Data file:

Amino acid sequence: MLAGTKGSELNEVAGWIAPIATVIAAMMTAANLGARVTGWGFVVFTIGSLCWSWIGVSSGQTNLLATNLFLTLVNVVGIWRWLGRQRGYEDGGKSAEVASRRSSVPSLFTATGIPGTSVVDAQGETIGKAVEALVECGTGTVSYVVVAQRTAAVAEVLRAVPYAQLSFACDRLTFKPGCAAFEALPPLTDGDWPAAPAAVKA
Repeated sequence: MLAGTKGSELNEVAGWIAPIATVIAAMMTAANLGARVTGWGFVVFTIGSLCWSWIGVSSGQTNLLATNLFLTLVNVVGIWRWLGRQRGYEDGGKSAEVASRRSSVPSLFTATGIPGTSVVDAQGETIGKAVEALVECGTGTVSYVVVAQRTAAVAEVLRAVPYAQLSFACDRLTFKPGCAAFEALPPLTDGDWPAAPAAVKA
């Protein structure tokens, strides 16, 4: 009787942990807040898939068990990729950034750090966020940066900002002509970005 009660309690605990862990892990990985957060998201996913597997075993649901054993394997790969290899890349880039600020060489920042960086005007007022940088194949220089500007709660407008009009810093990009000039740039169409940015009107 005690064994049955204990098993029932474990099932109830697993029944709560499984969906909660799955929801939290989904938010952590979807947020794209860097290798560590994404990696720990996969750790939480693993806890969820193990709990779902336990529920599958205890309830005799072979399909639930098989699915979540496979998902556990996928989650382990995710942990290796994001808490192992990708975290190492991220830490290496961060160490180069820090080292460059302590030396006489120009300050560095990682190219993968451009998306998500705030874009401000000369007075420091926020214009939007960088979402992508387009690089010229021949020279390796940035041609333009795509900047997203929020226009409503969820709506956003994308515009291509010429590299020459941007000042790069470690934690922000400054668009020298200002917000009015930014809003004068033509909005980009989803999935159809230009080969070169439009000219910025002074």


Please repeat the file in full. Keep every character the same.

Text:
Amino acid sequence: MLAGTKGSELNEVAGWIAPIATVIAAMMTAANLGARVTGWGFVVFTIGSLCWSWIGVSSGQTNLLATNLFLTLVNVVGIWRWLGRQRGYEDGGKSAEVASRRSSVPSLFTATGIPGTSVVDAQGETIGKAVEALVECGTGTVSYVVVAQRTAAVAEVLRAVPYAQLSFACDRLTFKPGCAAFEALPPLTDGDWPAAPAAVKA
Repeated sequence: MLAGTKGSELNEVAGWIAPIATVIAAMMTAANLGARVTGWGFVVFTIGSLCWSWIGVSSGQTNLLATNLFLTLVNVVGIWRWLGRQRGYEDGGKSAEVASRRSSVPSLFTATGIPGTSVVDAQGETIGKAVEALVECGTGTVSYVVVAQRTAAVAEVLRAVPYAQLSFACDRLTFKPGCAAFEALPPLTDGDWPAAPAAVKA
């Protein structure tokens, strides 16, 4: 009787942990807040898939068990990729950034750090966020940066900002002509970005 009660309690605990862990892990990985957060998201996913597997075993649901054993394997790969290899890349880039600020060489920042960086005007007022940088194949220089500007709660407008009009810093990009000039740039169409940015009107 005690064994049955204990098993029932474990099932109830697993029944709560499984969906909660799955929801939290989904938010952590979807947020794209860097290798560590994404990696720990996969750790939480693993806890969820193990709990779902336990529920599958205890309830005799072979399909639930098989699915979540496979998902556990996928989650382990995710942990290796994001808490192992990708975290190492991220830490290496961060160490180069820090080292460059302590030396006489120009300050560095990682190219993968451009998306998500705030874009401000000369007075420091926020214009939007960088979402992508387009690089010229021949020279390796940035041609333009795509900047997203929020226009409503969820709506956003994308515009291509010429590299020459941007000042790069470690934690922000400054668009020298200002917000009015930014809003004068033509909005980009989803999935159809230009080969070169439009000219910025002074």